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Next unveils rising profits – and optimism – amid high-street gloom

Clothers retailer’s profits rise more than 8% and chief executive forecasts that inflationary pressures will start to ease

Next provided a rare ray of sunshine for the battered high street when it reported a rise in profits and chief executive Lord Wolfson forecast an easing of inflationary pressure next year.

Retailers have been hammered by the rising cost of raw materials, but Wolfson said the bursting of the cotton bubble and lower oil prices would help trading in 2012.

Next recorded profit up more than 8% at £228m in the first six months, driven by a strong performance from its directory business, which includes catalogue and online sales. The international arm also did well.

Wolfson said average selling prices had risen 7% as Next passed on higher costs to customers, which “suppressed demand” and led to a 5.8% fall in like-for-like sales in shops. But the overall performance thrilled the City and the shares were the biggest riser in the FTSE 100, up more than 6% at £24.83.

Wolfson said: “We experienced the first concerted rise in cost prices for nearly 20 years. This, combined with rising VAT, led to an increase in selling prices. Discretionary spending has been further squeezed by inflation in food and fuel, tight control of consumer credit, cuts in government expenditure and broadly stagnant wages.”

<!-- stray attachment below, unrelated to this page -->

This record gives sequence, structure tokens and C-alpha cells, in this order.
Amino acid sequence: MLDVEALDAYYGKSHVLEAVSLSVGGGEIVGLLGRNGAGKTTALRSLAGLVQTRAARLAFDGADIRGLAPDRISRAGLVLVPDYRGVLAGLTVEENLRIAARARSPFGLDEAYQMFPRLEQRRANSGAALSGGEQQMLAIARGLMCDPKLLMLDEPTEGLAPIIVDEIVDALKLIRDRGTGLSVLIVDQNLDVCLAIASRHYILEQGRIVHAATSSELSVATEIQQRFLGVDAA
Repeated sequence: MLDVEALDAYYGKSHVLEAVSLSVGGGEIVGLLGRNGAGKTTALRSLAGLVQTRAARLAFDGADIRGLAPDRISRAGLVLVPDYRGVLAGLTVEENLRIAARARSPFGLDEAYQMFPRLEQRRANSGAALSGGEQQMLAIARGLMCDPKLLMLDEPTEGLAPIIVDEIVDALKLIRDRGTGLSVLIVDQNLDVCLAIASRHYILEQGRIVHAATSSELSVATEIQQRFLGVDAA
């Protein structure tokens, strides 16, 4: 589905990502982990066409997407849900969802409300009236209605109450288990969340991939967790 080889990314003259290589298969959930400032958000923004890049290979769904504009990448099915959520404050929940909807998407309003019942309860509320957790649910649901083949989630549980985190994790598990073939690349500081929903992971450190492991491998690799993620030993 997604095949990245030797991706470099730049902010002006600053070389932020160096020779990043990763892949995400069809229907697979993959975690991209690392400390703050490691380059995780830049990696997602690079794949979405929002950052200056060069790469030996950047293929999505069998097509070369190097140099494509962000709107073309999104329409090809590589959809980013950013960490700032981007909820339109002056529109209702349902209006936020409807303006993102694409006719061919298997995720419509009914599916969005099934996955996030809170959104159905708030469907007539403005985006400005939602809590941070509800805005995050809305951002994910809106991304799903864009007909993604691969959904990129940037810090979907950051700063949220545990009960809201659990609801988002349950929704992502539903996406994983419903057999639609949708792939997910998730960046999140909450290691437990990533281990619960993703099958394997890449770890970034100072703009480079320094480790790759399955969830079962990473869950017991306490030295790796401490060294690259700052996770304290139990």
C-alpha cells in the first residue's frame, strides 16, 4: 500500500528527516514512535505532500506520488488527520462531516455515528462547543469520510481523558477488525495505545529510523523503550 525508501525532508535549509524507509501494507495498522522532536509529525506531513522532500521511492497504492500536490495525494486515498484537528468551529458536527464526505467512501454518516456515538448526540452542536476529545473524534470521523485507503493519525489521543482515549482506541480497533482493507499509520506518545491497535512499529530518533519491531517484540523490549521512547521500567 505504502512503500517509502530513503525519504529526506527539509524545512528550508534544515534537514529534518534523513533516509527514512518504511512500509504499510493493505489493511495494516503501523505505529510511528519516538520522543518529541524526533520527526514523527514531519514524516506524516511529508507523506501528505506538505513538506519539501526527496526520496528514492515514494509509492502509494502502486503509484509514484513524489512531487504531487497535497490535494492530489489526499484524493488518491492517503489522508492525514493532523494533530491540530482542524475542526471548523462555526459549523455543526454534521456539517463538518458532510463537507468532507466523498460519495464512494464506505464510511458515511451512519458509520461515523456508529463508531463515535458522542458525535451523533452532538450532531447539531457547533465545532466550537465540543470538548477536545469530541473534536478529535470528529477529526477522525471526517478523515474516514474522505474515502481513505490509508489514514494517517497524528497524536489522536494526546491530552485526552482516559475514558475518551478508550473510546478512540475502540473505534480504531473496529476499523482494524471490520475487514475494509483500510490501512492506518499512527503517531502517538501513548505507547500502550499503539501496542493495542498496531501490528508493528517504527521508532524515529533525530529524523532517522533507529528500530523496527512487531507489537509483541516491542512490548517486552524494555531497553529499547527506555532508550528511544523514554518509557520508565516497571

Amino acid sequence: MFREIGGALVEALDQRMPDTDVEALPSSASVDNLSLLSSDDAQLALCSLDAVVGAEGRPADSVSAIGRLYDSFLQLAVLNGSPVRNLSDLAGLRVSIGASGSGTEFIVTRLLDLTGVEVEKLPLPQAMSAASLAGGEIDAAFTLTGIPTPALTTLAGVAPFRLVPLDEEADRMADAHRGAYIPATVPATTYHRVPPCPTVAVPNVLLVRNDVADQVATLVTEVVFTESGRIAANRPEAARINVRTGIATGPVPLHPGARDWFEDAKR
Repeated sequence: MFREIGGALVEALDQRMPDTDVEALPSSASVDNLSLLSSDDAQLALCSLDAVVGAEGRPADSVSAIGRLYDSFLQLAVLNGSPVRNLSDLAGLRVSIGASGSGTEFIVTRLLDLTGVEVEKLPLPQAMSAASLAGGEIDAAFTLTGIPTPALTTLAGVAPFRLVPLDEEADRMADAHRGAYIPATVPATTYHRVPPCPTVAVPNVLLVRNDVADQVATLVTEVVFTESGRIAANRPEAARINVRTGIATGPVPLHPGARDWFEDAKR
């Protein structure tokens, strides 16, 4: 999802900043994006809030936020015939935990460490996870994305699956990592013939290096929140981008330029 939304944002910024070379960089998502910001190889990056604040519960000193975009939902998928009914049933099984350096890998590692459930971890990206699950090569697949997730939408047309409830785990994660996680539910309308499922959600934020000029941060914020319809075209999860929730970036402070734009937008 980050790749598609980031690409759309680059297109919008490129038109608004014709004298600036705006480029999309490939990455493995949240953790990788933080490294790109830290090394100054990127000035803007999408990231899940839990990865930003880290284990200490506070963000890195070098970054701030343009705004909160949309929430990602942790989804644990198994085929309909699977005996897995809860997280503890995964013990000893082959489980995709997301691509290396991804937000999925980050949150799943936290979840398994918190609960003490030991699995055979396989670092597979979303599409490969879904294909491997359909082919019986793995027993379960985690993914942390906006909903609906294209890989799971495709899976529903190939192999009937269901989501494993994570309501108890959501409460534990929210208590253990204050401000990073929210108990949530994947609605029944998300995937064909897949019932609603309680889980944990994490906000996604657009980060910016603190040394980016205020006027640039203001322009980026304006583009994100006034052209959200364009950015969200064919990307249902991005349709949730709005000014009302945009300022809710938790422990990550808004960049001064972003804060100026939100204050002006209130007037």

The international side of the directory business was the star performer, with full-year online sales outside the UK expected to triple. Within Britain, online sales rose more than 10%, “with much of the growth driven by the general trend towards shopping online”.

A further deterioration in European sovereign finances represented “the biggest unknown risk” to Next’s business, Wolfson said. “There’s a chance it could happen … It’s not going to be good news, but on the other hand it’s unlikely to dramatically affect the fundamentals such as inflation and employment. [But] it almost inevitably would put a further squeeze on lending in the UK.”

Wolfson conceded any recovery in spending would be slow, but said it seemed reasonable to believe that by the second quarter of next year Next would begin to see an improved consumer environment.

Having negotiated a third of its prices for spring 2012, Next is confident there will be little or no inflation in its selling prices in the first half of next year.

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